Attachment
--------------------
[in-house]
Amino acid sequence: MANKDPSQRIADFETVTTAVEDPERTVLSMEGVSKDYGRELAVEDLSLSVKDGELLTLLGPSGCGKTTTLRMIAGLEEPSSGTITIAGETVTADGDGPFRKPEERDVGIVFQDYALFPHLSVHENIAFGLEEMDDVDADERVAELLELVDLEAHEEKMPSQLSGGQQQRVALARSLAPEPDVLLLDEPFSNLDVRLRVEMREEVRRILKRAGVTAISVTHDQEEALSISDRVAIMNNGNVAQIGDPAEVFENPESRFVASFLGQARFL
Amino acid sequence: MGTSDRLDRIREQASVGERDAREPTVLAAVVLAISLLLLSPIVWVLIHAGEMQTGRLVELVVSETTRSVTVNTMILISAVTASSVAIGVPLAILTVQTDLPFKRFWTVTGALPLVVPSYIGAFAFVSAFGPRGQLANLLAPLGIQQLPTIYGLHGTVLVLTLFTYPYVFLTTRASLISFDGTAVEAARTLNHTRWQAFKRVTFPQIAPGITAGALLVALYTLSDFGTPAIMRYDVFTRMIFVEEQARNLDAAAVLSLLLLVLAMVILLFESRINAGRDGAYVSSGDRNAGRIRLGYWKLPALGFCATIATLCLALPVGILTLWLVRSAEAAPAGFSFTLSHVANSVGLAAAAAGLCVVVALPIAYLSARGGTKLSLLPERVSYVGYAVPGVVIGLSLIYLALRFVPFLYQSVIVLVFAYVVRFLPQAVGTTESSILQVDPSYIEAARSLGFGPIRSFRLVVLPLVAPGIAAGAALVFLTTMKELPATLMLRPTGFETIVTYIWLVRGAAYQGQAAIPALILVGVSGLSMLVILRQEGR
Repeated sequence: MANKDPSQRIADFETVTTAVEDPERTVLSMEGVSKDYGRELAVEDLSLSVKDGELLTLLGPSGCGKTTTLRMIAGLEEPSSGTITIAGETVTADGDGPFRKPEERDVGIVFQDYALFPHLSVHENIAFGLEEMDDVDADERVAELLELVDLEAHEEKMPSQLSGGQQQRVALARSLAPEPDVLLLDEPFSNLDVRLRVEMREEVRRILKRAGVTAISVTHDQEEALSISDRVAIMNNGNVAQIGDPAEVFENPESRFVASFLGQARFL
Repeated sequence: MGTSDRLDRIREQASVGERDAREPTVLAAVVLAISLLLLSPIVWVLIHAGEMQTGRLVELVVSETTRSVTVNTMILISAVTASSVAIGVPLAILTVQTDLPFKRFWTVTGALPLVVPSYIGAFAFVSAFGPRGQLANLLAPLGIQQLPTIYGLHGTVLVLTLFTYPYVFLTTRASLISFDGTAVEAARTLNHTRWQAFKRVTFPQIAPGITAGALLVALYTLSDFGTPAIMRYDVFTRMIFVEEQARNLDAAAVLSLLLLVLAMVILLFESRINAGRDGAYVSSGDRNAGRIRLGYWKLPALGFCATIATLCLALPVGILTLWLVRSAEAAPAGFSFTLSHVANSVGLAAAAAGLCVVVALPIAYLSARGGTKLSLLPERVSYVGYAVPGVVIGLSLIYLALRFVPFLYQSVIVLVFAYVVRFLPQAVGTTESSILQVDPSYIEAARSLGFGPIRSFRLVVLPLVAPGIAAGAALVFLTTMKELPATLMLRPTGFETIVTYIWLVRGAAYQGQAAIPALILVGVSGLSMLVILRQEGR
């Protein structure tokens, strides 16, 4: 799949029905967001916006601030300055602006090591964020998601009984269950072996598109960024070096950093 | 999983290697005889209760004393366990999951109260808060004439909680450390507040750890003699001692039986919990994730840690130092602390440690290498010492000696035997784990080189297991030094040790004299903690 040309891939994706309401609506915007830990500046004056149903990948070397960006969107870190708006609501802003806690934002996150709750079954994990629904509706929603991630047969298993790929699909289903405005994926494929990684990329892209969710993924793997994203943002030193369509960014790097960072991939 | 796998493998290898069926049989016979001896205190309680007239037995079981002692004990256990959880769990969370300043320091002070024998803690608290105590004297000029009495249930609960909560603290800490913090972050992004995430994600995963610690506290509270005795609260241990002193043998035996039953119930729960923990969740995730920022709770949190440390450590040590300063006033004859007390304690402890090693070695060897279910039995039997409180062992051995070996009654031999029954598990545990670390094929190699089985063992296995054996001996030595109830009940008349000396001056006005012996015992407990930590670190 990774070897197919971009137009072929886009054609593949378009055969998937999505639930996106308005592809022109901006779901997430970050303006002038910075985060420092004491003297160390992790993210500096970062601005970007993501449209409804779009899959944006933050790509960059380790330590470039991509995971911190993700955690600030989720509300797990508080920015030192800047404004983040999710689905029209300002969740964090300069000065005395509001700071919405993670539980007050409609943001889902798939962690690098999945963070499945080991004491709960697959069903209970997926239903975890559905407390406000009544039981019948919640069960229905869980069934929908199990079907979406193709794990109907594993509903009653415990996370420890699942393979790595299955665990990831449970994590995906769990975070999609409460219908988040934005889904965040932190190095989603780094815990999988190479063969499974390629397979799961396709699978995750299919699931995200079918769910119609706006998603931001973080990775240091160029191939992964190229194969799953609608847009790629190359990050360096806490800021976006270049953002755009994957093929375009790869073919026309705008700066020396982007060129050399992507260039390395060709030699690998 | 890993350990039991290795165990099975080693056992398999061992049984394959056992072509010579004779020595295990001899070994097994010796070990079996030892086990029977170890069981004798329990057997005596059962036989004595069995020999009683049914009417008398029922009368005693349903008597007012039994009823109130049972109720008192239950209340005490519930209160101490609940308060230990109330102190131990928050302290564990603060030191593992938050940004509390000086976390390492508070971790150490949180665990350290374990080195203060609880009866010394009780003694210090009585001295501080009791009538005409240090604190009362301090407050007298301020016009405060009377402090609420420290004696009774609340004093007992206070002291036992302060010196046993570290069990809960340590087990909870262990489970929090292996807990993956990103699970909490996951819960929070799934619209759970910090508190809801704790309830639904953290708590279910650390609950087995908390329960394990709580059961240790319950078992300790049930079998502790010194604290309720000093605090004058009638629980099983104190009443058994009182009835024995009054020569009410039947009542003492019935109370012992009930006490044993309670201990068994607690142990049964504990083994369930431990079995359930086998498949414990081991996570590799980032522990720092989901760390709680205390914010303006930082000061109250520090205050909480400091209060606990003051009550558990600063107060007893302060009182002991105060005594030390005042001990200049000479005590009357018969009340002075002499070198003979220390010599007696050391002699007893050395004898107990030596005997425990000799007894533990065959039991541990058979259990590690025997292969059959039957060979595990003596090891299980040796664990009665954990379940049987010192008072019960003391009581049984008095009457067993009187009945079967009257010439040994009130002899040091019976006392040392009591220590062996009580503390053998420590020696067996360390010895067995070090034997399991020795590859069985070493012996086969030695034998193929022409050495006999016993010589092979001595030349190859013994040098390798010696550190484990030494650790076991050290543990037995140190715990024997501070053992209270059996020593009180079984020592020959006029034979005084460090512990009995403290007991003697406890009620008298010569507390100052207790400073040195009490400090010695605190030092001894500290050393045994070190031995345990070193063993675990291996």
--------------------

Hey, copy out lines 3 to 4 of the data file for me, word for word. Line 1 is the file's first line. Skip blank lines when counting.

Amino acid sequence: MGTSDRLDRIREQASVGERDAREPTVLAAVVLAISLLLLSPIVWVLIHAGEMQTGRLVELVVSETTRSVTVNTMILISAVTASSVAIGVPLAILTVQTDLPFKRFWTVTGALPLVVPSYIGAFAFVSAFGPRGQLANLLAPLGIQQLPTIYGLHGTVLVLTLFTYPYVFLTTRASLISFDGTAVEAARTLNHTRWQAFKRVTFPQIAPGITAGALLVALYTLSDFGTPAIMRYDVFTRMIFVEEQARNLDAAAVLSLLLLVLAMVILLFESRINAGRDGAYVSSGDRNAGRIRLGYWKLPALGFCATIATLCLALPVGILTLWLVRSAEAAPAGFSFTLSHVANSVGLAAAAAGLCVVVALPIAYLSARGGTKLSLLPERVSYVGYAVPGVVIGLSLIYLALRFVPFLYQSVIVLVFAYVVRFLPQAVGTTESSILQVDPSYIEAARSLGFGPIRSFRLVVLPLVAPGIAAGAALVFLTTMKELPATLMLRPTGFETIVTYIWLVRGAAYQGQAAIPALILVGVSGLSMLVILRQEGR
Repeated sequence: MANKDPSQRIADFETVTTAVEDPERTVLSMEGVSKDYGRELAVEDLSLSVKDGELLTLLGPSGCGKTTTLRMIAGLEEPSSGTITIAGETVTADGDGPFRKPEERDVGIVFQDYALFPHLSVHENIAFGLEEMDDVDADERVAELLELVDLEAHEEKMPSQLSGGQQQRVALARSLAPEPDVLLLDEPFSNLDVRLRVEMREEVRRILKRAGVTAISVTHDQEEALSISDRVAIMNNGNVAQIGDPAEVFENPESRFVASFLGQARFL